MD, PhD, FMedSci, FRSB, FRCP, FRCPEd.

The Royal London Homeopathic Hospital, recently re-named as the Royal London Hospital for Integrated Medicine (RLHIM), has been one of the most influential homeopathic hospitals in the world. It was founded in 1849 by Dr Frederick Foster Hervey Quin. In 1895, a new and larger hospital was opened on its present site in Great Ormond Street. Many famous homeopaths have worked there, including Robert Ellis Dudgeon, John Henry Clarke, James Compton Burnett, Edward Bach, Charles E Wheeler, James Kenyon, Margaret Tyler, Douglas Borland, Sir John Weir, Donald Foubister, Margery Blackie and Ralph Twentyman. In 1920, the hospital received Royal Patronage from the Duke of York, later King George VI, who also became its president in 1924, and in 1936, the Hospital was honoured by the Patronage of His Majesty the King gaining its ‘Royal’ prefix in 1947. Today, Queen Elizabeth II is the Hospital’s Patron.

On 18 June 1972, 16 of the hospital’s doctors and colleagues on board were killed in a plane crash. During the following years, several reductions in size and income took place. From 2002 to 2005, the hospital underwent a £20m redevelopment and, in 2010, its name was changed to Royal London Hospital for Integrated Medicine.

The hospital just published a new brochure for patients. It contains interesting information and therefore, I will quote directly from this document.

START OF QUOTES

The Royal London Hospital for Integrated Medicine (RLHIM) is part of University College London Hospitals NHS Foundation Trust and accepts all NHS referrals. GP referrals are by letter or via Choose and Book. Patients can also be referred by their NHS hospital consultant.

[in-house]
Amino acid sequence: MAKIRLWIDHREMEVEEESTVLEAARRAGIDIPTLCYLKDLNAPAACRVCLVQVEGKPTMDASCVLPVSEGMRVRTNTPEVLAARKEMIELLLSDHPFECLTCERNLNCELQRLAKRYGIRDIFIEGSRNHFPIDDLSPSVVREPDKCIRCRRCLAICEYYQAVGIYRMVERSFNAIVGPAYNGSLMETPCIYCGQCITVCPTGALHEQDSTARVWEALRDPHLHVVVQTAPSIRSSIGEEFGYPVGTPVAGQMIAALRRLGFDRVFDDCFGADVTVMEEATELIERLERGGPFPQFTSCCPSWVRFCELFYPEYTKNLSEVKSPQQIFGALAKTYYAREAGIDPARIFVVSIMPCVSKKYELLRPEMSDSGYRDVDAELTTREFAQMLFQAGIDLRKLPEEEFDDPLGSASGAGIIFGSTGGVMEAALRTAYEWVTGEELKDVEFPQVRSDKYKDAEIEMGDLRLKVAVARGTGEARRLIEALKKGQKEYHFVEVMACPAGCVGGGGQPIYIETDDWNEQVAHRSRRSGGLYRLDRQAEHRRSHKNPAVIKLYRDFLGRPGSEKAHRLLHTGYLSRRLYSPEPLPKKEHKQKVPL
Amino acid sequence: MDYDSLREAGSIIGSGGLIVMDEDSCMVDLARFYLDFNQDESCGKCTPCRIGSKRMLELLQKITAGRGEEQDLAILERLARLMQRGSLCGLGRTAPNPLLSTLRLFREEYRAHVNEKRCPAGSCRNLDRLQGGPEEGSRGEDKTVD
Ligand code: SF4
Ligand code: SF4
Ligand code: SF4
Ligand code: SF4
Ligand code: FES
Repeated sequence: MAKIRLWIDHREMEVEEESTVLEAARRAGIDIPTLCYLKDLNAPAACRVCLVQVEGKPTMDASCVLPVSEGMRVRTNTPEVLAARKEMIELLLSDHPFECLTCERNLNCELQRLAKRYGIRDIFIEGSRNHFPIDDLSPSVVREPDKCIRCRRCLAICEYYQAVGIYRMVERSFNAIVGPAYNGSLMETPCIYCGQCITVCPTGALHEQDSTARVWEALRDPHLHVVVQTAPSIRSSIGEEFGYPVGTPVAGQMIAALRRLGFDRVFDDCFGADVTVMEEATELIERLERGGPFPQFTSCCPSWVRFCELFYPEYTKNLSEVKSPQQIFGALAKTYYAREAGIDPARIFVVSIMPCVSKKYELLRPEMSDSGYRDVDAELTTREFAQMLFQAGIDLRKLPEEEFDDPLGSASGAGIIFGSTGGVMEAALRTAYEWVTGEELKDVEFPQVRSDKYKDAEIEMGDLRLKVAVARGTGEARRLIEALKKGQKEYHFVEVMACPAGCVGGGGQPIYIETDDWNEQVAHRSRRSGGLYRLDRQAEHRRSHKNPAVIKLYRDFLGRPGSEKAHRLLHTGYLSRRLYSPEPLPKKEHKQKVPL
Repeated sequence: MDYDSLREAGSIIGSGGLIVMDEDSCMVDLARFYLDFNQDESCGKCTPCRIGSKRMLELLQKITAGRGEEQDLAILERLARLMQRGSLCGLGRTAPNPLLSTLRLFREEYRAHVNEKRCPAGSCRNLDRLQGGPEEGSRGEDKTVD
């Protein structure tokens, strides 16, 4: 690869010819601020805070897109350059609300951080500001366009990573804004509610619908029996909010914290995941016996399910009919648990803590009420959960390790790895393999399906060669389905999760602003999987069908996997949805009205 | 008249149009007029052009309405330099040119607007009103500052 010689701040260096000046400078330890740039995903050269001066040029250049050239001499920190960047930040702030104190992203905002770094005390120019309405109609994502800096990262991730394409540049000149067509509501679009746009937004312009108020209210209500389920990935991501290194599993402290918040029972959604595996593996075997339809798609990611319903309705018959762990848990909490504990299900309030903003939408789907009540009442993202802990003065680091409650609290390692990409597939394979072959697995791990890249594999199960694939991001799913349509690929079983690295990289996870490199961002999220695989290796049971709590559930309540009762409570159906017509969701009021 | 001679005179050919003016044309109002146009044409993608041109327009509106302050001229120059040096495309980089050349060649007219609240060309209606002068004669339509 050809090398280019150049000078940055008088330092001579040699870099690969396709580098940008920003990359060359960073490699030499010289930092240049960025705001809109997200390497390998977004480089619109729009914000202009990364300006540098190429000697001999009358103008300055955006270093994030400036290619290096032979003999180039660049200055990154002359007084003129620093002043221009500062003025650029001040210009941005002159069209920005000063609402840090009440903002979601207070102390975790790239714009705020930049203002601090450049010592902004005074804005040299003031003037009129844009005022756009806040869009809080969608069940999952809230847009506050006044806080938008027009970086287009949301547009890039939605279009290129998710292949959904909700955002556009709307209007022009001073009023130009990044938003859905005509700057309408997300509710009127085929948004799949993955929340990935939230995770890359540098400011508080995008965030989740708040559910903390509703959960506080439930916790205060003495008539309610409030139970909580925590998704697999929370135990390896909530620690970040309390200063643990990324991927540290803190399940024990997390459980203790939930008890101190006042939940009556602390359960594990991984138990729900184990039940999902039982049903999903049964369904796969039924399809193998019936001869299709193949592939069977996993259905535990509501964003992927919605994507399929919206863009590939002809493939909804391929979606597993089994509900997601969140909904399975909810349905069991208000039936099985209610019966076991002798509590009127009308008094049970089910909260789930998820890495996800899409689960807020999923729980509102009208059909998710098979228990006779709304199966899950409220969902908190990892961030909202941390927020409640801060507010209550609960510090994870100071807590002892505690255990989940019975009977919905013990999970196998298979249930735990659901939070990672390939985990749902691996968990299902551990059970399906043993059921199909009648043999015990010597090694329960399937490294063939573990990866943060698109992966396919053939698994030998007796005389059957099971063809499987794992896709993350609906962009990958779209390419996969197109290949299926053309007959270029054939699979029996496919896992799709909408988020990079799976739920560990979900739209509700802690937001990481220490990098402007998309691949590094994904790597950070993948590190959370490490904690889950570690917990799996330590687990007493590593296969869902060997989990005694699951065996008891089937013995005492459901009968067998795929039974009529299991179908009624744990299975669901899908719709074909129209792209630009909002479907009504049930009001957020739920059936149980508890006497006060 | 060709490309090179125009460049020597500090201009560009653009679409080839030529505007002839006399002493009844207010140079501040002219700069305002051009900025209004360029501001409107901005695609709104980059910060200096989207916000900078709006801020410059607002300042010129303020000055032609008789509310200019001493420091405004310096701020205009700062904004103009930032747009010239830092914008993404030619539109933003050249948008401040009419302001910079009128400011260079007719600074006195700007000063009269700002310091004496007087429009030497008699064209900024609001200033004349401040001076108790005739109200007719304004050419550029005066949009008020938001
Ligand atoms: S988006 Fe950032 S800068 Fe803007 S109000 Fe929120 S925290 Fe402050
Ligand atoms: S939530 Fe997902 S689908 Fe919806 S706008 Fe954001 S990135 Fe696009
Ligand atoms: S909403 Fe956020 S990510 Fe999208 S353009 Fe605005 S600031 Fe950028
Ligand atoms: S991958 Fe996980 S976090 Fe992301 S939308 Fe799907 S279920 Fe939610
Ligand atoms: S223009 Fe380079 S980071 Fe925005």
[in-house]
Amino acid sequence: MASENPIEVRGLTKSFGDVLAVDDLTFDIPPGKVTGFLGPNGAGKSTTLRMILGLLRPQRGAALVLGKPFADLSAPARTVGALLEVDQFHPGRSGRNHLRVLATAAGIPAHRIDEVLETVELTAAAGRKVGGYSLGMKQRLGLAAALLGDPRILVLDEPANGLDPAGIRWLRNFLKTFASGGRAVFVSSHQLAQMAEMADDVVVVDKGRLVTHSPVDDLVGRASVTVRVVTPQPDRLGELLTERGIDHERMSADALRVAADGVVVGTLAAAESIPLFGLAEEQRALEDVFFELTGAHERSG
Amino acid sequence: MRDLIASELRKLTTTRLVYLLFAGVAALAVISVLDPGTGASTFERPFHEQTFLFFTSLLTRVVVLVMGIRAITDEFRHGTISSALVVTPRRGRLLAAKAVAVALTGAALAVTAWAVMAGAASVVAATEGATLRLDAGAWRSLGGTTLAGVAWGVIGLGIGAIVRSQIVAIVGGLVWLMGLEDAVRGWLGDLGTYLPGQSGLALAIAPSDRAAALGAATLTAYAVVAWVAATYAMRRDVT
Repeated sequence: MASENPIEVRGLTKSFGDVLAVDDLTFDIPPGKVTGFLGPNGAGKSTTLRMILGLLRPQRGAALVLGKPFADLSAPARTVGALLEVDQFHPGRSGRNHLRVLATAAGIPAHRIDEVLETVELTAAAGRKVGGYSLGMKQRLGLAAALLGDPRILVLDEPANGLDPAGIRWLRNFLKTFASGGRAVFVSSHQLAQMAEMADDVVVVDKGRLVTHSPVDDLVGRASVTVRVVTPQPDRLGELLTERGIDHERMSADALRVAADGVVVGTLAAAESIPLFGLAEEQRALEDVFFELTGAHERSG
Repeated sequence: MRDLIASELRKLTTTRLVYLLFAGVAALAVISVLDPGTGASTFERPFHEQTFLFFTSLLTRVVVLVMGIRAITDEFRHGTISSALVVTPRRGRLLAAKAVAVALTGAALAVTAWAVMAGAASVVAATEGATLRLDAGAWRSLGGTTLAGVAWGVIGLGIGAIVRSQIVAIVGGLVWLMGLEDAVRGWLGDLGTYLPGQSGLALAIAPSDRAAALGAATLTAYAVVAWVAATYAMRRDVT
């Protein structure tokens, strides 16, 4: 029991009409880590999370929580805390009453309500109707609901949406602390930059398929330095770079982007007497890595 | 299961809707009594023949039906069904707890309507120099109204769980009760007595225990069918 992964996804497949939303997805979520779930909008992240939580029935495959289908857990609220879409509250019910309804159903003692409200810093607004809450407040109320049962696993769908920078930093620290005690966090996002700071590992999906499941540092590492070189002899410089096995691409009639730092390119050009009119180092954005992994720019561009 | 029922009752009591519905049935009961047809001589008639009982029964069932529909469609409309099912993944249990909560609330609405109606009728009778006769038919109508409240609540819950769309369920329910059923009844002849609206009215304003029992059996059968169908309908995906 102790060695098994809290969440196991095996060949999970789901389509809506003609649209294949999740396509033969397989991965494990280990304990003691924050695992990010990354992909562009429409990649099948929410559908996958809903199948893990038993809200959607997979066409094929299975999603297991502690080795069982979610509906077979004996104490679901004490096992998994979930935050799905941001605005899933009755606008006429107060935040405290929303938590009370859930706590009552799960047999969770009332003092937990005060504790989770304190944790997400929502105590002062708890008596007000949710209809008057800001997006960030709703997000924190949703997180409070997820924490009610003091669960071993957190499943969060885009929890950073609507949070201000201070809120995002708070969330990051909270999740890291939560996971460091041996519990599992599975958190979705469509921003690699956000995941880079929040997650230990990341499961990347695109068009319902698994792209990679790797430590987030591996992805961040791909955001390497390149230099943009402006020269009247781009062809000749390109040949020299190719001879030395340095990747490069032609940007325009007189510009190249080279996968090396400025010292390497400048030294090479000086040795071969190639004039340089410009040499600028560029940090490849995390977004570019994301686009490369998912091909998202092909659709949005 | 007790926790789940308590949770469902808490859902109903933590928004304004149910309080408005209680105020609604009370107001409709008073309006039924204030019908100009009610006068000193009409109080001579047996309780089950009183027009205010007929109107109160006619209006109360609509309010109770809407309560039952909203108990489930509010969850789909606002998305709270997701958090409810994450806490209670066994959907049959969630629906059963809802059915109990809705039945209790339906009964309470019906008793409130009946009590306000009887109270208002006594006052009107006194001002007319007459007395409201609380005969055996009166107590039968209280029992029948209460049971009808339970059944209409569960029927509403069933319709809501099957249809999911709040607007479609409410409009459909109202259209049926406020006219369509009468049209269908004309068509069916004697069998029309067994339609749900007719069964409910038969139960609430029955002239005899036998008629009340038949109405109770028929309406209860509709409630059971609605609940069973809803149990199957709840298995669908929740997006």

NHS Choices provides information and an opportunity to provide feedback about our service at www.nhs.uk
….

The General Medicine Service is led by three consultant physicians. The team also includes other doctors and nurses, a dietitian, a physiotherapist, an occupational therapist and a psychotherapist. The service sees patients with chronic and complex conditions. The team is trained in many areas of complementary medicine. These are used alongside orthodox treatment, allowing them to offer a fully integrated General Medicine service. The General Medicine Service offers a full range of diagnostic tests as well as a variety of treatments and advice on orthodox treatment.

From 3rd April 2018, The Royal London Hospital for Integrated Medicine (RLHIM) will no longer be providing NHS-funded homeopathic remedies for any patients as part of their routine care. This is in line with the funding policy of Camden Clinical Commissioning Groups, the local NHS body that plans and pays for healthcare services in this area.

Should you choose you will be able to purchase these medicines from the RLHIM pharmacy, while other homeopathic pharmacies may also be able to supply the medicines. You can speak to your clinician or the RLHIM pharmacy at your next visit about this…

Conditions commonly seen include:

  • Recurrent infections, such as colds, sore throats, cystitis, thrush, chest infections and bacterial infections
  • Some persistent symptoms where tests have not revealed a serious underlying disorder